RICHMOND, Va. (WRIC) — The removal of the Robert E. Lee monument starts Wednesday, and as part of that process, a time capsule believed to be inside will be taken from the statue’s pedestal and given to the Virginia Department of Historic Resources.

In its place, a new time capsule filled with things meant to capture the last 18 months will be placed inside the pedestal. The capsule includes items that reflect the pandemic and protests for racial justice.

Those items include the photo of a Black ballerina taken by local photographer Marcus Ingram in front of the monument, Kente cloth worn at the 400th commemoration of 1619, “Stop Asian Hate” fliers, LGBTQ pride pins, an ERA sash and an expired vial of the Pfizer COVID-19 vaccine. The full list of items is available here.

“I am thrilled to have my print, my piece of history, be included in the new time capsule that aims to represent the Virginia of today,” Ingram said. “I am hopeful that future generations will see my photograph and understand what we stood up for.”

The new six-inch-tall time capsule was made by local sculptor Paul DiPasquale in a matter of days.

“I like to fix things,” he told 8News. “But it’s always more gratifying to come up with a new invention and, better still, if it can inspire in the realm of art, instead of just utilitarian function.”

According to the governor’s office, a team of historians, cabinet members and cultural experts worked to select 39 items to be placed into the pedestal for future generations to learn from.

All of the items either reflect the global pandemic or a reckoning with racism and other forms of discrimination.

Virginia Governor Ralph Northam stated that the Robert E. Lee statue and original capsule reflect 1890 Virginia and are no longer indicative of the state’s values.

“The past 18 months have seen historic change, from the pandemic to protests for racial justice that led to the removal of these monuments to a lost cause” the governor said. “It is fitting that we replace the old time capsule with a new one that tells that story.”

The 2021 time capsule will include a list of the items added to the one from 1887. Historical records state that the copper time capsule was put in the monument pedestal on Oct. 27, 1887 and included 60 objects added by 37 Richmond residents, organizations, and businesses. It is speculated that many are related to the Confederacy.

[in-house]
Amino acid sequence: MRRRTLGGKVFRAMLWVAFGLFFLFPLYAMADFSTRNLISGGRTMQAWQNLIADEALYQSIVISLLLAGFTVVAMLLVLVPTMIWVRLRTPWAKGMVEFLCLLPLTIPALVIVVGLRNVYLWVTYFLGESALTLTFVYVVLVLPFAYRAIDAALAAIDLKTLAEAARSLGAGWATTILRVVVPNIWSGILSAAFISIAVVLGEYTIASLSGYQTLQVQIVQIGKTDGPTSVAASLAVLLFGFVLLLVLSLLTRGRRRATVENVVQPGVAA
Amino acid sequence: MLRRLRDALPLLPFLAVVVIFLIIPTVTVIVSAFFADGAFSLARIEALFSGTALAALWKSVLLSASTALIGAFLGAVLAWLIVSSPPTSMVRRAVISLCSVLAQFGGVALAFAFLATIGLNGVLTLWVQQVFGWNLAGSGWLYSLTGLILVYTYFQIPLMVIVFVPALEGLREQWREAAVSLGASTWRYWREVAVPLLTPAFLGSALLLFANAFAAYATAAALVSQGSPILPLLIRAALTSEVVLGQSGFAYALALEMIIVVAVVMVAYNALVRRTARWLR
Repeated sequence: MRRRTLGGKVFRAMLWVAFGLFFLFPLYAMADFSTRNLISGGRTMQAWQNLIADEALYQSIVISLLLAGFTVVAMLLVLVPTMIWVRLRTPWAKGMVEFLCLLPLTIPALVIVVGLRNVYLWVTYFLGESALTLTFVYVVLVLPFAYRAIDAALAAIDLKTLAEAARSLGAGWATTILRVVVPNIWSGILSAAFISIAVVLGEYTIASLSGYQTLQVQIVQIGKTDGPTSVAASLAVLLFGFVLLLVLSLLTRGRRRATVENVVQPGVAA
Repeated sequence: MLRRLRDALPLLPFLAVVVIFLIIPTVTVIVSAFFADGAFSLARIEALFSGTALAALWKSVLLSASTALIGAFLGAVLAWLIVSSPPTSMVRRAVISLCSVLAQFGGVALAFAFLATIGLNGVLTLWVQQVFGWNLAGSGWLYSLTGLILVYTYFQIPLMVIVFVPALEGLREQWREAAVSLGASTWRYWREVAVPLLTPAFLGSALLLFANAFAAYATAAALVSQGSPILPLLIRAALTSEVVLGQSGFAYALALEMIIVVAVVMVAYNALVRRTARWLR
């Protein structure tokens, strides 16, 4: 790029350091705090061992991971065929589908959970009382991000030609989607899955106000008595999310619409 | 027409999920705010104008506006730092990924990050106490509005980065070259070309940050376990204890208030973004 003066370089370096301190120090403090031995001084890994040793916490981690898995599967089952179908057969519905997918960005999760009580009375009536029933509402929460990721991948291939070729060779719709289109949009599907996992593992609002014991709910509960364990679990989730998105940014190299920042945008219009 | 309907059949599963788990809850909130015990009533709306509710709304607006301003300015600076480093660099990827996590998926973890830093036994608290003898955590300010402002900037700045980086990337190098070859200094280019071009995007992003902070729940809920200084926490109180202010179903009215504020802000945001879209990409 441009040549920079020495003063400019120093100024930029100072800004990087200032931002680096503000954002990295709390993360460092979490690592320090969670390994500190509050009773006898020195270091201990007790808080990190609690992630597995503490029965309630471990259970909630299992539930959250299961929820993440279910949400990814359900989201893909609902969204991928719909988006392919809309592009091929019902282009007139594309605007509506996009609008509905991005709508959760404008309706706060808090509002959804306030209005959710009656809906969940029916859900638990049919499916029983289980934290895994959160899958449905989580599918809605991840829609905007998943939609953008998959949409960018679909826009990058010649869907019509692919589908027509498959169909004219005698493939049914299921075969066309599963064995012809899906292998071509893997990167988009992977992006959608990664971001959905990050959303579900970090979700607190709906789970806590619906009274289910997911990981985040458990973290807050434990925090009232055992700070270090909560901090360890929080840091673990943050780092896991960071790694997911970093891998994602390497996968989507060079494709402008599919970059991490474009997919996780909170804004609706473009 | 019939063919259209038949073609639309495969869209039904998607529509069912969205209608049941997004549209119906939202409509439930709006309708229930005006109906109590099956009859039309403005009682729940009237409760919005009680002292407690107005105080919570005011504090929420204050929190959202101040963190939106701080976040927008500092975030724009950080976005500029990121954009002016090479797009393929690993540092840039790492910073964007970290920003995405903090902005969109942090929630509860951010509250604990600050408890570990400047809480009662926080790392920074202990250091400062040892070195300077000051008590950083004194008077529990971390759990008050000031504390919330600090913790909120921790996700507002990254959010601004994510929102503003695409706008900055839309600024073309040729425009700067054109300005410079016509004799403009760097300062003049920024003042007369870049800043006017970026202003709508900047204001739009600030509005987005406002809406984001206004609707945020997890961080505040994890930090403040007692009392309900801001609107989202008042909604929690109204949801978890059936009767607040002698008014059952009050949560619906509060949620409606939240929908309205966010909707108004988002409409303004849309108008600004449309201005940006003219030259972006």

“The 1887 capsule we will remove this week offers us an incisive bite of time when the Lee Monument was erected. Now in 2021, this capsule gives future Virginians artifacts of the tectonic transition that has happened to us,” DiPasquale said. “The pedestal marks the past and has a new message for the future: we, all of us, are the New Virginia.”

The stainless steel time capsule was closed on Tuesday by Virginia First Lady Pamela Northam and Dr. Janice Underwood, Chief Diversity, Equity, and Inclusion Officer for the Northam administration. DiPasquale then sealed the bottom of the box with caulking and screws. He said that argon gas will be used to rid the capsule of what oxygen remains inside to prevent deterioration of the items within.

“Nobody sees the time capsule, so it’s hidden,” DiPasquale said. “But at this moment, there’s been a tectonic transition for our culture, certainly for Virginians, and, very definitely, for Richmond, and Black Lives Matter is the new pedestal.”

On Wednesday, DiPasquale said he will be on Monument Avenue to help take down the Robert E. Lee statue and its plaques, as well as the time capsule. He told 8News that the new time capsule will be placed inside the pedestal on Thursday.

“That statue deserves to be studied and understood,” DiPasquale said. “To destroy it would be a mistake, in my opinion. But also, as a sculptor, it would hurt my feelings. But as a human being who supports inclusion of all races in our country of America, it hurts my feelings, were it to stay up as a symbol to be celebrated, with regards to the Civil War.”

DiPasquale said he is looking forward to the new Monument Avenue and the different appearance it will have when the historic street’s last standing Confederate statue comes down.